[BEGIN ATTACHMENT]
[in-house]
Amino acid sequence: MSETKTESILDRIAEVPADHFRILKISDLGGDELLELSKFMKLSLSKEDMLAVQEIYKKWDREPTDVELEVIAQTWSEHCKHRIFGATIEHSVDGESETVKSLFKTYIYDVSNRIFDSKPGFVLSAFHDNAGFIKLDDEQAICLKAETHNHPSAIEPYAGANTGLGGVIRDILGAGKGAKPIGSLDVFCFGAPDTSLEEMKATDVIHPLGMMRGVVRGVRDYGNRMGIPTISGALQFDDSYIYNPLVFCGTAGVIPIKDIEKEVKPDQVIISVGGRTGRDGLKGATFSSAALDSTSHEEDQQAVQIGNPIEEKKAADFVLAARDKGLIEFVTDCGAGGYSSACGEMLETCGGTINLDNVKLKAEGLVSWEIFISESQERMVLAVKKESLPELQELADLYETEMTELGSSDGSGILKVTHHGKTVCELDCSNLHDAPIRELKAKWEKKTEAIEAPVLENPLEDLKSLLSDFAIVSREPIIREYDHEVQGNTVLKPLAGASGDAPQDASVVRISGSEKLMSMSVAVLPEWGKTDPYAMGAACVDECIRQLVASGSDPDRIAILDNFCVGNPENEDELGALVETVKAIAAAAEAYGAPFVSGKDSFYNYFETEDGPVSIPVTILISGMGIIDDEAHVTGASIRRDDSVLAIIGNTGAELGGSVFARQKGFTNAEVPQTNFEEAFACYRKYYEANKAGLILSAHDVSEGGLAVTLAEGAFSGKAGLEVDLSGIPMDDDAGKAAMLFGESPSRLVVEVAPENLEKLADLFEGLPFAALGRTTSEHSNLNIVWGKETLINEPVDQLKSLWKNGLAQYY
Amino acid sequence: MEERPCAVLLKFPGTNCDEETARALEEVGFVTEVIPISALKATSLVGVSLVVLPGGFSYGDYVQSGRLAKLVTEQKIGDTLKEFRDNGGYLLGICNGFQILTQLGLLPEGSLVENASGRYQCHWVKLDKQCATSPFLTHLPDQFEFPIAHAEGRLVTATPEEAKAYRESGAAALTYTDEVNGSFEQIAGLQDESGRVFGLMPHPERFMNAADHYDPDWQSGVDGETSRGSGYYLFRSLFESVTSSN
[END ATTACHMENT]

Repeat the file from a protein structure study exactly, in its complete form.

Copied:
[in-house]
Amino acid sequence: MSETKTESILDRIAEVPADHFRILKISDLGGDELLELSKFMKLSLSKEDMLAVQEIYKKWDREPTDVELEVIAQTWSEHCKHRIFGATIEHSVDGESETVKSLFKTYIYDVSNRIFDSKPGFVLSAFHDNAGFIKLDDEQAICLKAETHNHPSAIEPYAGANTGLGGVIRDILGAGKGAKPIGSLDVFCFGAPDTSLEEMKATDVIHPLGMMRGVVRGVRDYGNRMGIPTISGALQFDDSYIYNPLVFCGTAGVIPIKDIEKEVKPDQVIISVGGRTGRDGLKGATFSSAALDSTSHEEDQQAVQIGNPIEEKKAADFVLAARDKGLIEFVTDCGAGGYSSACGEMLETCGGTINLDNVKLKAEGLVSWEIFISESQERMVLAVKKESLPELQELADLYETEMTELGSSDGSGILKVTHHGKTVCELDCSNLHDAPIRELKAKWEKKTEAIEAPVLENPLEDLKSLLSDFAIVSREPIIREYDHEVQGNTVLKPLAGASGDAPQDASVVRISGSEKLMSMSVAVLPEWGKTDPYAMGAACVDECIRQLVASGSDPDRIAILDNFCVGNPENEDELGALVETVKAIAAAAEAYGAPFVSGKDSFYNYFETEDGPVSIPVTILISGMGIIDDEAHVTGASIRRDDSVLAIIGNTGAELGGSVFARQKGFTNAEVPQTNFEEAFACYRKYYEANKAGLILSAHDVSEGGLAVTLAEGAFSGKAGLEVDLSGIPMDDDAGKAAMLFGESPSRLVVEVAPENLEKLADLFEGLPFAALGRTTSEHSNLNIVWGKETLINEPVDQLKSLWKNGLAQYY
Amino acid sequence: MEERPCAVLLKFPGTNCDEETARALEEVGFVTEVIPISALKATSLVGVSLVVLPGGFSYGDYVQSGRLAKLVTEQKIGDTLKEFRDNGGYLLGICNGFQILTQLGLLPEGSLVENASGRYQCHWVKLDKQCATSPFLTHLPDQFEFPIAHAEGRLVTATPEEAKAYRESGAAALTYTDEVNGSFEQIAGLQDESGRVFGLMPHPERFMNAADHYDPDWQSGVDGETSRGSGYYLFRSLFESVTSSN